Short payback period
ThinkLite immediately resonated with the three Central Iowa businessmen, who over the years have collaborated on other green energy ventures.
“Everything (ThinkLite) told us kind of tripped my trigger,” Pelds said. “Everything made sense in terms of energy efficiency, the return on investment and the paybacks. You couldn’t manipulate the numbers to make them look better, because a kilowatt-hour is a kilowatt-hour is a kilowatt-hour. That really spoke my language as an engineer.”
Because the high-efficiency bulbs don’t require ballasts or installation of new fixtures, that additional saving on equipment enables companies to recoup their investment in the replacement bulbs within a couple of years in most cases. MidAmerican Energy Co. also provides a rebate of up to $25 for each conventional fluorescent bulb replaced. Those rebates, when combined with the reduced cost of replacing the higher-efficiency bulbs less often, make the projects even more cost-effective.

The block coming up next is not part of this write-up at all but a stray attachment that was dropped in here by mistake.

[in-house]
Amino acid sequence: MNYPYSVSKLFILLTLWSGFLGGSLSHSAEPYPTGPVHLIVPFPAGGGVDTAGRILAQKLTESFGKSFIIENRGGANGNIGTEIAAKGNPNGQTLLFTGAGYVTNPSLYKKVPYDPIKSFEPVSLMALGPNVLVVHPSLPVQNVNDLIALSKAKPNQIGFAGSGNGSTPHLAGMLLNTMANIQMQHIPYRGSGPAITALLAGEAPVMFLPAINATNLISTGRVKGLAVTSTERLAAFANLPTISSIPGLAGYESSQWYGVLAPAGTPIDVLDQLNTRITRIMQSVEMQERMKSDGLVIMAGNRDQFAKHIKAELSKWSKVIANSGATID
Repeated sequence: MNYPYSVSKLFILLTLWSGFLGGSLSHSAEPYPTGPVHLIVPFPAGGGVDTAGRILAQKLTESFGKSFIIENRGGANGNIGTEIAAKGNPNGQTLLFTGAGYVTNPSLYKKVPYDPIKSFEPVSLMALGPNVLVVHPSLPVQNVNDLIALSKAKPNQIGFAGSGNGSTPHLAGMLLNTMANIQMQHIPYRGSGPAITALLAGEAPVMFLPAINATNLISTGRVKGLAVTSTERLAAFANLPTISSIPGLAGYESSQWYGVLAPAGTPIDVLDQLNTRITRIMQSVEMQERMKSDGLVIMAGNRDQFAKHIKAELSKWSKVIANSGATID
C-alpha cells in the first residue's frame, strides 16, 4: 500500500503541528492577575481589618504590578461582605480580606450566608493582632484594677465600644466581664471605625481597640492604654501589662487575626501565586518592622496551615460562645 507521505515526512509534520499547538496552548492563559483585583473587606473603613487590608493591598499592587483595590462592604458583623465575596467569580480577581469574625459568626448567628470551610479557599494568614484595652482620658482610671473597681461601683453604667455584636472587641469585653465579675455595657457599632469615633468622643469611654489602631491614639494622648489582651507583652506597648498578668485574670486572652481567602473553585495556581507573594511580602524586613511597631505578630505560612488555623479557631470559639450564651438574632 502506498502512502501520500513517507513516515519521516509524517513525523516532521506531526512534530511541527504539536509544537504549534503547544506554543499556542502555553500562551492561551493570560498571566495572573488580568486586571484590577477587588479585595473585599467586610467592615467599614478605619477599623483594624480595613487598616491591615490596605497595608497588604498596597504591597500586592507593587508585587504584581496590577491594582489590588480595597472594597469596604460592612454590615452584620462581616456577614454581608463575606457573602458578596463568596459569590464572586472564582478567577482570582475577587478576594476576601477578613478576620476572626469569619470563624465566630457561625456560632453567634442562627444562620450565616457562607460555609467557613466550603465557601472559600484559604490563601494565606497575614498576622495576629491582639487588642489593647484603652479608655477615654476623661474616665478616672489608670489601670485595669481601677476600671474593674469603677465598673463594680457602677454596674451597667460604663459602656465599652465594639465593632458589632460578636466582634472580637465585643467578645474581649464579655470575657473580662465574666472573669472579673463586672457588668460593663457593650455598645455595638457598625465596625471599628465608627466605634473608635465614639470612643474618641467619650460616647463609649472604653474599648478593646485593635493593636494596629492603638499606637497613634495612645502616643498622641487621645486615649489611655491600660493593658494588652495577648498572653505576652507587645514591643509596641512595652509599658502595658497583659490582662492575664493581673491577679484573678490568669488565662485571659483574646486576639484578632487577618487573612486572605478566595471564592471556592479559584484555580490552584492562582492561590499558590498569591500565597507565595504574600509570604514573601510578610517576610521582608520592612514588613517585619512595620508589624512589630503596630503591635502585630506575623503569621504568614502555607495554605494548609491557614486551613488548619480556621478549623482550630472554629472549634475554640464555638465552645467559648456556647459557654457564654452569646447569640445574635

Don Sandor, city manager for Pleasant Hill, said the MidAmerican rebates were the deciding factor in moving ahead with its project to retrofit its South Complex, which houses the suburb’s library, fire department and police station.
“We’re looking at a payback (period) on the cost of installation of these lights of less than three years,” Sandor said, “which we think is a significant turnaround on the cost. The City Council wants us to monitor the savings over a three-year period, and if it’s as high a savings as projected, they’re interested in extending this into other city facilities.”
Installing the bulbs throughout other municipal facilities could save Pleasant Hill between 25 and 30 percent on its current utility costs, Sandor said.